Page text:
Monthly Archives: August 2007

Seek Wealth not in a Piece of Paper, Rather in Yourself

In reading my local paper a few weeks ago, I was reminded by how it seems harder and harder to get ahead financially today. Our local newspaper ran a story about a few college graduates with staggering student loans who were having a hard time living with a basic entry level salary and repaying their debt.

A few months ago, I wrote an article on what is good debt and bad debt. In the article, I pointed out the faulty logic that college debt is good debt because it was an investment that should payoff down the road. This is faulty analysis because we put debt and investing into one bucket. The difference between good debt and bad debt is not the reason for the loan rather two key factors (i) interest rate paid and (ii) ability to pay off the loan. The reason to go to school is partially due to its investment potential and partially because a student wants to do it. A good investment is based on the money we put in to it compared to the return we get back. A student loan can be a good investment yet as we will see a bad debt (too large to pay back easily).

The article looks at a few students who had $80,000 to $100,000+ in loans to attend a private college. Due to having private loans with higher interest rates, they ended up paying back over $1,000 a month. When the average entry level salaries are only $14,000 better than a high school graduate, it becomes difficult to pay back the student loans. It is true that a college graduate can earn over $1 million more compared to a high school graduate. Yet, our drive for money has made us go after bad debt in the goal to make money.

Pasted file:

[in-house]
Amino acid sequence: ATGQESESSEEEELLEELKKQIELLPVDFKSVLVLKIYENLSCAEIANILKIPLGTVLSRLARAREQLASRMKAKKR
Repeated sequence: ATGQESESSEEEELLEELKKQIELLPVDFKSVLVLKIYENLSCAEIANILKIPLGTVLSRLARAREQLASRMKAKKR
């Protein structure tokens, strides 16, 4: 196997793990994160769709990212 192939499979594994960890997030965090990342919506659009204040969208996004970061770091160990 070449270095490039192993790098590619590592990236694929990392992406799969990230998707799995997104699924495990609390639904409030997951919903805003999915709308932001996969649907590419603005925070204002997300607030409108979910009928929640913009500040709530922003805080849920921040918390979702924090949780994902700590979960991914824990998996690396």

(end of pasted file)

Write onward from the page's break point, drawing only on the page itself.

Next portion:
We have incorrectly put a value on a college education that is not there. We pursue it without regards to how we may be able to pay it back. Even though I am a big proponent of a college education, I believe that we have tied to a piece of paper to a degree to our self-worth. When we believe a piece of paper can make us rich, we have given up our self-worth over to money (piece of paper is more valuable than we are). In this pursuit, we make bad decisions (taking on too much debt) to try to achieve a piece of paper that has no value.

In listening to a radio program the other day, a caller asked about what to do with her life. She had recently received a job running a new not-for-profit for teens in Mexico with an unlimited budget. Yet, she felt that she was drawn to go back to school to get her degree at age 40. When asked why she needed a degree, she responded that a degree is what is expected by society.

Here is a woman who was very competent in what she did with years of experience in the field (learning by doing). Yet, she was letting a piece of paper determine her self-worth or lack there of. It was not like she had no opportunities to do what she loved. She could have turned down this opportunity and spent $100,000 for a piece of paper, yet she would have ended up with a debt that she would have continued to pay off in retirement.

The point is when we try to look outside ourselves for worth (in a piece of paper), we end up being poor (paying off debt forever). I am not saying to not pursue a college education. Yet, what makes a piece of paper that is printed at one college more valuable than another? For some people, a MBA at Wharton may be more valuable if they if they want to be an investment banker (Wharton gets them in the door). Yet, 20 years later, the difference in the piece of paper becomes obsolete because one’s true worth is what is inside him and not in a piece of paper.